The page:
Then, in the city blocks beyond Gastown we walked into 'The Past' – West Hastings Street - AKA Skid Row. The 'Rubbity-dubs', as my dear, politically incorrect and unintentionally redneck mother calls the down-and-outs, have been corralled into a ghetto of poverty, drugs, deprivation, violence and handouts, just a few blocks east of the sparkling hi-rise forest. The most common vehicle we saw as we walked brisquely through this ‘neighbourhood of nought,’ were shopping trolleys, some piled high with worldly possessions, others overflowing with bottles and cans bound for one of the huge, cash-back recycling depots hidden down the darkly unfashionable alleys of the East End. Out of these movie-set back roads, dozens of shadowy figures - the down and outs (the rubbity dubs), patrol aimlessly, like the zombies of old I note, before zombies were given the 'run-fast, rage' treatment in films like 28 Days Later.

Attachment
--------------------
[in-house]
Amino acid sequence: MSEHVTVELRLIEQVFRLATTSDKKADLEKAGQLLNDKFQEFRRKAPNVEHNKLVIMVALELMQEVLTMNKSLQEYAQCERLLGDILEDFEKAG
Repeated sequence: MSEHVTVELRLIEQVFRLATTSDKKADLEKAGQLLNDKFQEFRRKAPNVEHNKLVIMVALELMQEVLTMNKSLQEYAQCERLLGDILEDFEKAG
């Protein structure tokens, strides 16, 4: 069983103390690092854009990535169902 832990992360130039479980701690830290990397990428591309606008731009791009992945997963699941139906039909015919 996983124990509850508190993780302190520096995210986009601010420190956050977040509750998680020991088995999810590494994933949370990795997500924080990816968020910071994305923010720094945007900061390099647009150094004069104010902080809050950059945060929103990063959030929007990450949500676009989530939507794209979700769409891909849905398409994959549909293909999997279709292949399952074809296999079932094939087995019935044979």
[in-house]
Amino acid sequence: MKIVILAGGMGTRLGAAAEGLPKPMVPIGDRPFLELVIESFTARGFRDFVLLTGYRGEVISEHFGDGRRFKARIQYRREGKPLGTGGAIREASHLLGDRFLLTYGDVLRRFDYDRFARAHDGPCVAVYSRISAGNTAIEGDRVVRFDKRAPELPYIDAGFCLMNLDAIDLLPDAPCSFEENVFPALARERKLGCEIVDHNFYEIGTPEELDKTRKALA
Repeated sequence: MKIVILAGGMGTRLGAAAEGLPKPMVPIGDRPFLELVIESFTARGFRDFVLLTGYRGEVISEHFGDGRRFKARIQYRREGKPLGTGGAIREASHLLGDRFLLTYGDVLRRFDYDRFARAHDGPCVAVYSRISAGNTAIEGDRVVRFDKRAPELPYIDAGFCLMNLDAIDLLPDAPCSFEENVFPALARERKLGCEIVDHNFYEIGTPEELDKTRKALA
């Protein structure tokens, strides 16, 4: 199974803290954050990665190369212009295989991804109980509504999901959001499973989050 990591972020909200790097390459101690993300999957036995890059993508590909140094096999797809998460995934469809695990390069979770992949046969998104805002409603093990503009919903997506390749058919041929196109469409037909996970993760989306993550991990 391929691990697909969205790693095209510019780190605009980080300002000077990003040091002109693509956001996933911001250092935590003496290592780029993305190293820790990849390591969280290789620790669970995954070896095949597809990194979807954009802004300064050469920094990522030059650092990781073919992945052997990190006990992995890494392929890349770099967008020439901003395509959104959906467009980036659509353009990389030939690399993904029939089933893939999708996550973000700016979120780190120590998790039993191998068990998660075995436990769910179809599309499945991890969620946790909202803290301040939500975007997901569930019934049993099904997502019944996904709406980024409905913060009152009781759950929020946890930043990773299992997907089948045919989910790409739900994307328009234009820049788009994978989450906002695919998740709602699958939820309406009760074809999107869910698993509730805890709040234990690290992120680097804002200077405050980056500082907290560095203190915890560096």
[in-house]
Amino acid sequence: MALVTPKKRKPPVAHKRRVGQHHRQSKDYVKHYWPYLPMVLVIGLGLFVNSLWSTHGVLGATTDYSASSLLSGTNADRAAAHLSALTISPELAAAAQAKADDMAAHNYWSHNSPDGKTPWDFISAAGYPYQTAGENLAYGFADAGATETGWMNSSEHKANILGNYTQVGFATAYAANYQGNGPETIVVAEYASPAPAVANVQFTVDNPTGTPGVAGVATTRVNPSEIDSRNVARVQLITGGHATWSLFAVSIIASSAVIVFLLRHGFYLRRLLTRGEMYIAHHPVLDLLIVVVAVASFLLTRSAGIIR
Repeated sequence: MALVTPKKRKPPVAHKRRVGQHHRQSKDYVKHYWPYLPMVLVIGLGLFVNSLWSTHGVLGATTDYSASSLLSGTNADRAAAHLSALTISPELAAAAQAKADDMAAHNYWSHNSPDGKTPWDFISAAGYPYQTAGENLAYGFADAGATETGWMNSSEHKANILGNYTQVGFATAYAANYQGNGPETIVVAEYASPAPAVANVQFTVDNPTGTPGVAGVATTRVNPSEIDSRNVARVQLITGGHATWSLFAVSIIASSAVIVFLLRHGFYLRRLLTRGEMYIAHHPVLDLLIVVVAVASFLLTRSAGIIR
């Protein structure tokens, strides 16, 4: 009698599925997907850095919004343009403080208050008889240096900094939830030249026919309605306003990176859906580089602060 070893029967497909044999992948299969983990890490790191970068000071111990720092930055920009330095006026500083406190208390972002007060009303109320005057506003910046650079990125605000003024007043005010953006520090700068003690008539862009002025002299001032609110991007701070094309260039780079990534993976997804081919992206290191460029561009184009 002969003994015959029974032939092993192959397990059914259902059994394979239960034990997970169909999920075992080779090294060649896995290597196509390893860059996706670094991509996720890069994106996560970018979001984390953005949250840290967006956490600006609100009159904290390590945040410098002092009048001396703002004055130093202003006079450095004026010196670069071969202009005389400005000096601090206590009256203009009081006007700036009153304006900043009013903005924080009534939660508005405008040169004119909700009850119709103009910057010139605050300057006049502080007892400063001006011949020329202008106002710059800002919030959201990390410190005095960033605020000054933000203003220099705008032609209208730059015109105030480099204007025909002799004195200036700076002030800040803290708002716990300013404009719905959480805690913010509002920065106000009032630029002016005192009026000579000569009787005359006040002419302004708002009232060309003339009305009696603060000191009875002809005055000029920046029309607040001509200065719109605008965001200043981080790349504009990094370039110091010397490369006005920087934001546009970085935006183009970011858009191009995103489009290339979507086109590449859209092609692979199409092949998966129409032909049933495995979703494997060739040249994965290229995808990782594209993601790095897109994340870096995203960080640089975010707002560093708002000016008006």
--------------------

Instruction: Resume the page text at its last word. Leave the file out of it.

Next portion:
Through a pungent aroma of cannabis and vomit, we emerged safely into a vast clearing on the north side of False Creek that is soon to become another forest of glass and steel. A futuristic skytrain silently swooshed overhead. Vancouver is going green, it has a transport infrastructure, and with a great recycling ethos, has found something for its poor people to do in their spare time.

Hi-rise Forest
Hi-rise Forest
The future finishes at Gastown
The future finishes at Gastown
An east end alley - Zombieland
An east end alley - Zombieland
The retro end of Granville Street
The retro end of Granville Street
The City from Lonsdale Quay
The City from Lonsdale Quay

Friday 14th May 2010 17:45
Entry No. 193,885